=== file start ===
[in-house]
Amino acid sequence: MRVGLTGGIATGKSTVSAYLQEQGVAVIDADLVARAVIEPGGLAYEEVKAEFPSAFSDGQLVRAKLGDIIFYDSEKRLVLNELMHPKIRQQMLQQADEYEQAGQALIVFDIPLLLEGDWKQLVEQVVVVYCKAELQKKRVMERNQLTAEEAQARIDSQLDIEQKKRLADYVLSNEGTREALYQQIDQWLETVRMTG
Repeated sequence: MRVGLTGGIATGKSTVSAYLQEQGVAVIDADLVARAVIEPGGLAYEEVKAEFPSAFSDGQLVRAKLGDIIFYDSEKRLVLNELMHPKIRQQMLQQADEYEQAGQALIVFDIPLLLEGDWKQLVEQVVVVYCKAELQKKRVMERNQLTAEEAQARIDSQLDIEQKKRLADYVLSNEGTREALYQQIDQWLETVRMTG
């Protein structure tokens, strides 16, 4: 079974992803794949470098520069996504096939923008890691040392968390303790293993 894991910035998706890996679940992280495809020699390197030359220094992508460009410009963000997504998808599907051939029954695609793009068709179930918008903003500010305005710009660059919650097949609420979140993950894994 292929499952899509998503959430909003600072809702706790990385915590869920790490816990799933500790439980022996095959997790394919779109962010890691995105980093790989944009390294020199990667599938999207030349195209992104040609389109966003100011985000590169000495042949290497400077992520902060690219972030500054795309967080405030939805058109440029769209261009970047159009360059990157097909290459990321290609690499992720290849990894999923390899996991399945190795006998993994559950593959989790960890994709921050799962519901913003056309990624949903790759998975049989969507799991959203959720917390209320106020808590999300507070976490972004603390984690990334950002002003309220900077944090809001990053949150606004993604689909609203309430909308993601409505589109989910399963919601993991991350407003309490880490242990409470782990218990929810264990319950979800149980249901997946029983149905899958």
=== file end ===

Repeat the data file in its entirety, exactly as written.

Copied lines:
[in-house]
Amino acid sequence: MRVGLTGGIATGKSTVSAYLQEQGVAVIDADLVARAVIEPGGLAYEEVKAEFPSAFSDGQLVRAKLGDIIFYDSEKRLVLNELMHPKIRQQMLQQADEYEQAGQALIVFDIPLLLEGDWKQLVEQVVVVYCKAELQKKRVMERNQLTAEEAQARIDSQLDIEQKKRLADYVLSNEGTREALYQQIDQWLETVRMTG
Repeated sequence: MRVGLTGGIATGKSTVSAYLQEQGVAVIDADLVARAVIEPGGLAYEEVKAEFPSAFSDGQLVRAKLGDIIFYDSEKRLVLNELMHPKIRQQMLQQADEYEQAGQALIVFDIPLLLEGDWKQLVEQVVVVYCKAELQKKRVMERNQLTAEEAQARIDSQLDIEQKKRLADYVLSNEGTREALYQQIDQWLETVRMTG
């Protein structure tokens, strides 16, 4: 079974992803794949470098520069996504096939923008890691040392968390303790293993 894991910035998706890996679940992280495809020699390197030359220094992508460009410009963000997504998808599907051939029954695609793009068709179930918008903003500010305005710009660059919650097949609420979140993950894994 292929499952899509998503959430909003600072809702706790990385915590869920790490816990799933500790439980022996095959997790394919779109962010890691995105980093790989944009390294020199990667599938999207030349195209992104040609389109966003100011985000590169000495042949290497400077992520902060690219972030500054795309967080405030939805058109440029769209261009970047159009360059990157097909290459990321290609690499992720290849990894999923390899996991399945190795006998993994559950593959989790960890994709921050799962519901913003056309990624949903790759998975049989969507799991959203959720917390209320106020808590999300507070976490972004603390984690990334950002002003309220900077944090809001990053949150606004993604689909609203309430909308993601409505589109989910399963919601993991991350407003309490880490242990409470782990218990929810264990319950979800149980249901997946029983149905899958």